Tokyo Olympics: Adam Peaty leads GB to 4x100m mixed relay gold in race of fascinating chaos

The rare sight of men and women swimming against each other made for an absorbing tactical battle as Britain’s quartet of Kathleen Dawson, Adam Peaty, James Guy and Anna Hopkin won a wild race

Lawrence Ostlere
Saturday 31 July 2021 18:00 BST
The British quartet won in 3mins 37.58secs
The British quartet won in 3mins 37.58secs (Getty Images)

Anna Hopkin will experience many things in her swimming career but it is unlikely she will ever again have five-time Olympic champion Caeleb Dressel hunting her down. At the end of this mad, chaotic, absorbing 4x100m mixed relay final, an event making its Olympic debut, Britain’s Hopkin held off America’s alpha sprinter to clinch thrilling gold. “It’s pretty cool to say I beat Caeleb Dressel,” she said with a grin.

In the end the rapidly advancing Dressel had been left with too much to do, finishing fifth for USA despite a fast 46.99sec split. Britain’s starting trio of Kathleen Dawson, Adam Peaty and James Guy had earned the lead and Hopkin’s strong freestyle leg of 52.00 was good enough to hold off second-place China’s Yang Junxuan (52.71) and Australia’s Emma McKeon (51.73) in third. As she turned to see a new world record flash up on the screen, Hopkin received a hug from the outstretched Peaty as they celebrated a narrow triumph.

There were two things that this race reaffirmed. First, that Britain is enjoying a golden generation of swimming talent, with seven golds now in Tokyo and at least one more expected on Sunday, which would make their greatest ever Olympic haul. Second, that the 4x100m mixed relay is brilliant fun and must become a staple on the agenda.

The tactics are intriguing. Each team can choose their line-up of two men and two women to swim backstroke, then breaststroke, then butterfly before finishing with freestyle. The optimal strategy is to have a fast man swim the breaststroke, given it’s the slowest discipline and generates the biggest time gaps, and it just so happens that Britain have one.

Peaty began the second leg in sixth position with the race effectively split in two groups – four nations had started with men, four with women. Dawson’s grip slipped off the bar as she began her opening backstroke leg – “I couldn’t quite feel my hands and somehow I slipped when I went in,” she explained – and although she recovered well on the home stretch, it left some ground to make up.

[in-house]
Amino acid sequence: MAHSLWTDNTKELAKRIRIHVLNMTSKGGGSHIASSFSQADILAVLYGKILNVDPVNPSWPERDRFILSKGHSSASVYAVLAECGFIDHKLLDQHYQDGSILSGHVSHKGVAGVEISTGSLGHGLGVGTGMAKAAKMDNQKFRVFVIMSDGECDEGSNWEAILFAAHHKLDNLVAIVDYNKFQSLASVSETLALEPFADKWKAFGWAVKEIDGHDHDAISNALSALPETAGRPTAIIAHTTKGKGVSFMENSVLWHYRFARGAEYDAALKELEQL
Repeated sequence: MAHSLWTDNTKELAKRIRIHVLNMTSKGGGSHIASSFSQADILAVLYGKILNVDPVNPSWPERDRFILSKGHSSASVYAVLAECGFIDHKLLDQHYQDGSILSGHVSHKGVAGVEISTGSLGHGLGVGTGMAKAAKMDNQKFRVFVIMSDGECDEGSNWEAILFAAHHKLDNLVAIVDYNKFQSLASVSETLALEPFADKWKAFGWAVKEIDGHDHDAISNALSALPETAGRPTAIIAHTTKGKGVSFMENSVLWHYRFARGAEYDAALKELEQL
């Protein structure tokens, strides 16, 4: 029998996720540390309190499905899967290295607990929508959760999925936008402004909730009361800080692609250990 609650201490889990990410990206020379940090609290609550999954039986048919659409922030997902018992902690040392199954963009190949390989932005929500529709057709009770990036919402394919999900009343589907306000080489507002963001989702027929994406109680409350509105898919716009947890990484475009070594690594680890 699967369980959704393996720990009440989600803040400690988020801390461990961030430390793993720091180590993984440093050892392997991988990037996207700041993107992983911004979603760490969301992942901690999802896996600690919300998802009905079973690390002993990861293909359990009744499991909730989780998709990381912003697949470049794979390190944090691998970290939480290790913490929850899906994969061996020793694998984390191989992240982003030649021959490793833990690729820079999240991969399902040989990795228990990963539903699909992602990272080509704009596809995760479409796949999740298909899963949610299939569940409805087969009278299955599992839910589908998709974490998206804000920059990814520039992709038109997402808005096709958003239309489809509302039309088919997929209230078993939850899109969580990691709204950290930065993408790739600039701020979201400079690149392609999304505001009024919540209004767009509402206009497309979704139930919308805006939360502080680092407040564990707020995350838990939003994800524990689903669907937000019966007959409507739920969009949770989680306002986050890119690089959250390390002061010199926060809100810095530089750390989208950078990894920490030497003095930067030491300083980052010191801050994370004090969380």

Peaty doesn’t like losing, and his biggest challenge was staying calm enough to execute his supreme technique. “It was trying to get me pumped down, not up,” he said, reflecting on his third Olympic gold medal. “It sounds silly but if I see something ahead of me all I want to do is go, I see red. So the first 50 is about control, control, control, and then as soon as you come off that wall give it everything, all the emotion, everything.”

By this point it was brilliantly chaotic to follow, but gradually Peaty’s name began climbing the leaderboard on the big screen. He delivered a 56.78, a tenth faster than his own world record, a stunning performance even if relay times are massaged a little by the chance to anticipate your teammate touching the wall. He had closed the gap to the three teams who doubled up on men in the first two legs: China, Italy and the ROC.

Then came Guy, who admitted he’d been in tears after a decision made with his coaches to pull out of the 100m butterfly to focus on this relay as well as Sunday’s show closer, the men’s 4x100m medley. He produced a ferocious 50.00 split, enough to suggest he would have been among the medals in the individual event, and as he did so he passed the three leading teams’ women before handing over to Hopkin, who resisted the chase by Australia and China.

“I knew they had girls on the last legs and so these guys got me such a great lead that I knew I could stay ahead of them,” said Hopkin. “Obviously I also had Dressel coming at me! But there’s just so much going on that there’s no point looking anywhere else. I was not going to lose that lead for these guys. To come away with a gold and world record at my first Olympics, it’s just beyond what I thought could happen. It’s fabulous.” It really was.

Join our commenting forum

Join thought-provoking conversations, follow other Independent readers and see their replies


Thank you for registering

Please refresh the page or navigate to another page on the site to be automatically logged inPlease refresh your browser to be logged in